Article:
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How does intelligent design differ from theories of creationism and evolution?How does...

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xtreme69 | Student, Undergraduate | (Level 2) Honors

Posted September 28, 2009 at 11:51 AM via web

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How does intelligent design differ from theories of creationism and evolution?

How does intelligent design differ from theories of creationism and evolution?

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dancer7 | Student, Undergraduate | (Level 2) Honors

Posted September 28, 2009 at 2:02 PM (Answer #2)

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Intelligent Design is a sub-argument of Creationism. In essence it doesn't differ from it, it is part of it. It is a 'teleological' argument, in other words, it is an attempt to prove the existence of God by citing the irreducible complexity of the universe. This claim has a very long history and can be traced back to at least Roman times. 

ID has been disproved by philosophical argument for centuries, but it still has value to creationists in prosletysing to non-scientific people. Extremely complex things can arise without a designer. (apart from anything else, if you have to have a designer to make complex things; who made God?)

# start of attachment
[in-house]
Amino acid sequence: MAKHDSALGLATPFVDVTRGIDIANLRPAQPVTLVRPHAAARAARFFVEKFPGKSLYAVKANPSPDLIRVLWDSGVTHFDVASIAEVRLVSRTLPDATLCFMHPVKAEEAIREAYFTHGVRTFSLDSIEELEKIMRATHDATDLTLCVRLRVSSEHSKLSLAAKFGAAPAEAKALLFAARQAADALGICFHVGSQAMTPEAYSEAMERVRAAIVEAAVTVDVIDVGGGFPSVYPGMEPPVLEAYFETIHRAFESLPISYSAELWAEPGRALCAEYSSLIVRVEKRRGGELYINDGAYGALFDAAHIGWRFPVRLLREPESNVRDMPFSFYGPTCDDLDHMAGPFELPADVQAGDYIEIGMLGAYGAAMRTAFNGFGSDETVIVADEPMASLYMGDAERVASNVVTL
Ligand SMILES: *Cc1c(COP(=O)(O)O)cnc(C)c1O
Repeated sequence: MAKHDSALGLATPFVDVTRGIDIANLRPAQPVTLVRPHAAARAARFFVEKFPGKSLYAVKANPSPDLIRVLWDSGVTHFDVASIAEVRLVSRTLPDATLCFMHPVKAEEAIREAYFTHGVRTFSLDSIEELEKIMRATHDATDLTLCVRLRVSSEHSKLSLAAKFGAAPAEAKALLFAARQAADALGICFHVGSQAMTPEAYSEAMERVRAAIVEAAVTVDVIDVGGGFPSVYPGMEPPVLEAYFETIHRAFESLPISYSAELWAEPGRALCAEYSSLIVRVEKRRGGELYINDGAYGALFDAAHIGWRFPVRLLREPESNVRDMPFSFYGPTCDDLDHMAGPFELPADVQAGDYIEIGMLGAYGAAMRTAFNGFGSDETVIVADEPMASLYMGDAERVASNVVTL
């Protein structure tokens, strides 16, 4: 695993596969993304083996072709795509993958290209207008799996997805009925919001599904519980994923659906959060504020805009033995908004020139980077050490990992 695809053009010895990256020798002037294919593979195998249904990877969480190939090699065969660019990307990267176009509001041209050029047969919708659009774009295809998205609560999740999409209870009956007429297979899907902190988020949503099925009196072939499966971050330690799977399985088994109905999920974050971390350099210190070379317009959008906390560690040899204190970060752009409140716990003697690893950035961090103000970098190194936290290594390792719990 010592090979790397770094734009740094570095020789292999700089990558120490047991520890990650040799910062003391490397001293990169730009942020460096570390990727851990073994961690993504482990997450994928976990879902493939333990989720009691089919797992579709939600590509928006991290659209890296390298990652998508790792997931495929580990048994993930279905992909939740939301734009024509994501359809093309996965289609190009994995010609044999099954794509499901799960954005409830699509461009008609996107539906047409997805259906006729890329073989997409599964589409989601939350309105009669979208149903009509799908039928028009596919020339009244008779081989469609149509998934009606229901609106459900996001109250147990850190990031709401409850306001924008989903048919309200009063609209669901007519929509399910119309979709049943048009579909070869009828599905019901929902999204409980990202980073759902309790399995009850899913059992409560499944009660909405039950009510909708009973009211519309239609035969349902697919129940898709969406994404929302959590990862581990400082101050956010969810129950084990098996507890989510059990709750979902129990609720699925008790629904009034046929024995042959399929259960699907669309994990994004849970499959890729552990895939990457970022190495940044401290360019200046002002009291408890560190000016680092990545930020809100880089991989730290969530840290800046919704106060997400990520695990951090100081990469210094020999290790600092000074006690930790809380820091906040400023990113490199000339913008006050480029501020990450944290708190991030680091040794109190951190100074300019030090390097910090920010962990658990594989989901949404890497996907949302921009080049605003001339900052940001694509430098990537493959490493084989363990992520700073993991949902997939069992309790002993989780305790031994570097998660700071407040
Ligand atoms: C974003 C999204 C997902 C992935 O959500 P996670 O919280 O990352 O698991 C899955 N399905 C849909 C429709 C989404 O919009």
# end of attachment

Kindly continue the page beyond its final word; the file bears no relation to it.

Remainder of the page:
ID differs from the theory of evolution because it has failed to submit any work for peer review in any scientific journals and so may not be considered a scientific theory.

An interesting point about the ID movement is that its supporters insist it should be taught as part of the scientific curriculum, but they never actually allow science to review their work. The US federal court has ruled that...

"ID’s backers have sought to avoid the scientific scrutiny which we have now determined that it cannot withstand by advocating that the controversy, but not ID itself, should be taught in science class. This tactic is at best disingenuous, and at worst a canard."

Intelligent Design is nothing more than deliberately misleading falsehoods aimed at non-scientific people. It is not science and cannot withstand basic scientific scrutiny.

http://en.wikipedia.org/wiki/Intelligent_design#Kitzmiller_trial

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frizzyperm | College Teacher | (Level 3) Valedictorian

Posted September 28, 2009 at 2:21 PM (Answer #3)

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The claim that life on earth is 'intelligently designed' is simply wrong. The human body has many many things that are imperfect. Because it evolved from earlier forms, the human body has many compromises and restrictions which an intelligent designer would not have chosen.

The Human Body is far from perfect... try this link for more info 

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krishna-agrawala | College Teacher | (Level 3) Valedictorian

Posted September 28, 2009 at 10:15 PM (Answer #4)

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The first answer posted above explains clearly the basic premise of intelligent design. There is not much that I would like to add to it. However, I do not reject entirely the intelligent design theory.